The other meaty trend I try to follow is the work of researchers who want to find ways to physically connect wetware (our bodies: meat, blood, neural tissue, etc.) with hardware. A visit to http://en.wikipedia.org/wiki/Cyberware is helpful here, also. The latest news I know of in this area can be found at http://www.livescience.com/humanbiology/060327_neuro_chips.html.

This has been written about so frequently in science fiction that I can’t begin to remember which novel or story I read in my childhood that brought this concept into my head. And it is becoming the stuff of reality. Researchers in Europe recently reported success in binding brain cells to a silicon chip using special proteins that acted like glue to keep the other two substances attached.

The truly exciting part, however, is that, according to http://www.livescience.com/humanbiology/060327_neuro_chips.html, the proteins acted as a communications channel between the chip and the neurons: “ The proteins allowed the neuro-chip's electronic components and its living cells to communicate with each other. Electrical signals from neurons were recorded using the chip's transistors, while the chip's capacitors were used to stimulate the neurons.”

A lot of people are also disgusted, or frightened, by the thought of interfacing with computer data directly through neural tissue, instead of mediation through a keyboard, or speakers, or a monitor. I am personally delighted by the possibilities. I also think that in the next few years, our daily lives will so closely connect our bodies with our information technology (Such as RFID chips in our fingertips.) that when such direct connections become available, there will be a marketplace that demands the product. I hope that I am still around when that happens.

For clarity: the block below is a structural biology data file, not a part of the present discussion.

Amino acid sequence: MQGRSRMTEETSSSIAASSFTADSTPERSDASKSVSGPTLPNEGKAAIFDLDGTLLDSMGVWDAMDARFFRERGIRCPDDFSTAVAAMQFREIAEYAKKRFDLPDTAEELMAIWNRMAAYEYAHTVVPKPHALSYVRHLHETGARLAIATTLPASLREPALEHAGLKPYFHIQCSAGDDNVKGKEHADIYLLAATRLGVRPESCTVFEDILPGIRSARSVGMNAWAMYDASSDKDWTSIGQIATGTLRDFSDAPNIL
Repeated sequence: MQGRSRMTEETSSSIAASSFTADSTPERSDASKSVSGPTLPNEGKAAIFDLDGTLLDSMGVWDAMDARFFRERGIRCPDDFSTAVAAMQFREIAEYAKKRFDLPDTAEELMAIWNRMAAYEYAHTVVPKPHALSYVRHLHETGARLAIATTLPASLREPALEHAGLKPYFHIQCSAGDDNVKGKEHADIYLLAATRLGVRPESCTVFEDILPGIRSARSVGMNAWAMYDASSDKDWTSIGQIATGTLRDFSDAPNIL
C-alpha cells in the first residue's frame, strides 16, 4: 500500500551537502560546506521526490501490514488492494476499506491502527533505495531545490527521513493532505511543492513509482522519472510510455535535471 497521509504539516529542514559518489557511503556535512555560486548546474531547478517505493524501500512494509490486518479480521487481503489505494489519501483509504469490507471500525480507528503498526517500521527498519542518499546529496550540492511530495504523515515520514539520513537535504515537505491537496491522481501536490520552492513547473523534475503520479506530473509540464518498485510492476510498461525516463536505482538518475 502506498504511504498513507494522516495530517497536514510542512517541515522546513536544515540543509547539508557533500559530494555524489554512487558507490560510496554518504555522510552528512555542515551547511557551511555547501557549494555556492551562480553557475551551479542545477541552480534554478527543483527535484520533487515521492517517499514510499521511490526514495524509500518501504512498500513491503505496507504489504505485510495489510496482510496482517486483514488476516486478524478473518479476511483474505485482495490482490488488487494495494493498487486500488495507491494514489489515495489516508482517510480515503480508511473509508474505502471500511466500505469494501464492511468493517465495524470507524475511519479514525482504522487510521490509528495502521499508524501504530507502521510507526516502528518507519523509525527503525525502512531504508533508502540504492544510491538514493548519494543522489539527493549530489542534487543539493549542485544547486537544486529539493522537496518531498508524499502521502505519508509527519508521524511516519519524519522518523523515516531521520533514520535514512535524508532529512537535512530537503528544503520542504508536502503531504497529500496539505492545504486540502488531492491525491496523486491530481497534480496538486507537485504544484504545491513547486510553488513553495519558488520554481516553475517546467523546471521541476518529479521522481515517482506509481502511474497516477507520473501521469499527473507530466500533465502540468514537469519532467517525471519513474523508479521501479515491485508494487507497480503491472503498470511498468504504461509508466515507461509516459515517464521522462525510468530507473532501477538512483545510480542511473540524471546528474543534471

Ditto for cultured meat. Though when I read some of the very earliest recent research projects, only a few years ago, everyone I excitedly shared the news with was pretty much disgusted at the thought.

However, things have changed. Except for the natural disgust that we humans seem to have whenever we think about our bodies as being animal bodies, there’s little barrier left. Many of us (myself excluded) have already accepted intensely processed foods made from glutens, mushrooms, and a host of vegetable products that pretend to be meat. Imagine a meaty spaghetti sauce with actual meat tissue, not disguised tofu, where the meat did not come at the expense of a living animal and also has been genetically altered to have the same healthy aspects (fat, etc.) as a piece of salmon. Yummy.

So, whether you find the idea appealing or not, there could come a future morning where you sit down to a breakfast of delicious, healthy RealBacon™ and end up spilling your vitaminized RealOrangeJuice™ . . . when an unexpected ad pops up inside your brain.
comments powered by Disqus

Campus Technology News

Sign up for our newsletter.

Terms and Privacy Policy consent

I agree to this site's Privacy Policy.